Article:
- The university had the launch of the Pan-African Institute and 5th graduation ceremony.
- According to Julius Malema, the recently launched Pan-African Institute is a threat to the colonial masters by opening up the eyes of all Africans to stop brain-drain and build Africa.
- The university’s chancellor called upon the university leadership to always ensure students are at the center of all the undertakings.
In the rhythmic heartbeat of history, Pan-Africanism emerges as a symphony of resilience and unity. A powerful echo resonating from within and in the African diaspora, it weaves threads of identity, culture, and shared destiny.
Born in the crucible of struggle, it stands as a beacon, beckoning the global African family to embrace a collective dawn.
True tunes of liberation, drum beats of Pan-Africanism and songs of intellectual sovereignty permeated the atmosphere at Lukenya University on November 9, 2023, as South Africa’s opposition leader, Julius Malema, set foot on Lukenya University’s soil for the launch of Pan-African Institute.
The event, which came only a day before the university’s 5th graduation ceremony, drew renowned scholars and leaders from across the globe.
Some of the great minds in attendance include Kenya’s renowned Pan-Africanist Prof. PLO Lumumba, Makueni Governor Mutula Kilonzo Jnr; former governor of Makueni County, Kivutha Kibwana, business mogul Jimmy Wanjigi; Prof. Ratemo Michieka; and Dr. Kofo Obasanjo-Blackshire, daughter of former Nigerian President Olusegun Obasanjo’s, among others.
Malema, the firebrand opposition leader from South Africa and the Economic Freedom Fighters political party leader, gave his Keynote Speech during the event, addressing the world from Kenyan soil.
He acknowledged the beauty of Africa, insisting Pan-Africanism is about the unity of purpose and not division.
Call for unity
In a bold and hard-hitting speech, the leader grilled colonial powers for enslaving, torturing, hating, and harassing Africans, whose only “mistake’ was being the owners of natural resources and fertile lands.
He wondered how some insensitive African leaders expected colonial masters to support research when, all along, such countries have celebrated the missteps of Africa.
He said the failure to unite Africa will give a steady rise to neo-colonialism and racial discrimination.
“Intellectual sovereignty has to be realized through research, education, and innovation. It is about time the continent reclaimed its place in the field of academia within the global community.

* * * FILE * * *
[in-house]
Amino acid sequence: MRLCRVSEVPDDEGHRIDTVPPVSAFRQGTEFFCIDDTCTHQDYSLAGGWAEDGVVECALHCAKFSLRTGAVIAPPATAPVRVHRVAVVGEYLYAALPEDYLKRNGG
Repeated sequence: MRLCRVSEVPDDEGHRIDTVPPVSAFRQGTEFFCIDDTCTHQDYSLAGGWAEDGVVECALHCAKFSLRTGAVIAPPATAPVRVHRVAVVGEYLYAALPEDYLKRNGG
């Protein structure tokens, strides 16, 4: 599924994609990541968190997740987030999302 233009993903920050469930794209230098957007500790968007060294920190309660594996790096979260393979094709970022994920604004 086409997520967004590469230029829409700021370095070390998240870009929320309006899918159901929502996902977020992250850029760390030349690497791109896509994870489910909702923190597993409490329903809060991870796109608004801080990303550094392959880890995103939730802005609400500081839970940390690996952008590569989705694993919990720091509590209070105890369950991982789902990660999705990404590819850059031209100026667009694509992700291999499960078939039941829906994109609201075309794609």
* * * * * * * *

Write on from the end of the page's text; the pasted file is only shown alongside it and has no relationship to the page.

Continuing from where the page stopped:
The Pan-African Institute we are launching today is a threat to the colonial masters because it will open up the eyes of all Africans to stop brain-drain and to build Africa,” Malema told the world.
He said in launching the prestigious intellectual institute, Africa is positioning herself on the path of self-determination and unity, which, according to him, is all the continent has needed.
Awakening Africa’s leaders
He castigated African heads of state and governments who are manipulated by colonial masters, even when it was clear their actions demeaned their positions and titles.
Malema expressed his disappointment towards leaders who travel to Europe and the United States to receive executive orders on how ‘best’ to run their countries.
Appreciating PLO Lumumba, Chairperson of the Pan-African Institute, “All Africans must come out to jealously fund this institute to withstand its original principle and thought, a duty that will place it on the path of liberating the continent from the yoke and chains of the colonial master,” Malema urged.
“We are not beggars, neither are we a continent of donations. Colonialists must show sympathy to the people they oppressed and stop neo-colonialism forthwith.
This is not asking for too much; it is our right as Africans and we are entitled to decent living. As a continent, we demand reparations,” he added.
Supporting the institute
He asked all Africans living in Africa and diaspora, such as Europe, Asia, the Caribbean Islands and America, to come out and defend the sovereignty of Africa by believing in Pan-Africanism.
The thought leader described the transatlantic genocide as catastrophic colonization, which saw innocent Africans forced to work in plantations, harassed, and others chained before being thrown into seas and oceans as meals to the sea creatures.
He regretted that even while in the deep seas, helpless Africans, turned into slaves, could not fight for their freedom since they were chained and dismembered.
He blamed African leaders who have always supported impunity, asking such leaders to side not only with the truth but also with reality.
Remembering the fathers
Prof. Lumumba, Chairperson of the Pan-African Institute and a globally renowned Pan-Africanist, praised the first conveners and movers of the Pan-Africanism spirit, such as Steve Biko, John Henry Clerk, Julius Nyerere, Winnie Mandela, Martin Luther King Junior, Ahmed Sekou Touré, and Sylvester William, among others.
“We have complained, criticized, critiqued, blamed others, and given room to our oppressors to define us. The launch of this Institute gives us the opportunity to organize beyond agonizing.
I acknowledge the contribution of Tony Nyancha, Johan Albert, and Sylvia Kasanga as rare personalities who offered the land for the cross-fertilization of ideas, which finally germinated into the Pan-African Institute,” said Lumumba.
Prof. Constantine Nyamboga, the Vice Chancellor of Lukenya University, speaking later during the 5th graduation ceremony, said the university has embraced the spirit of Pan-Africanism as attested by the launch of the Pan-African Institute.
The institute, he says, will enable all students to exploit opportunities from a Pan-African academic perspective.
He said through research, the university intends to expand beyond teaching and learning to facilitate the exchange of cross-cutting research and innovation output.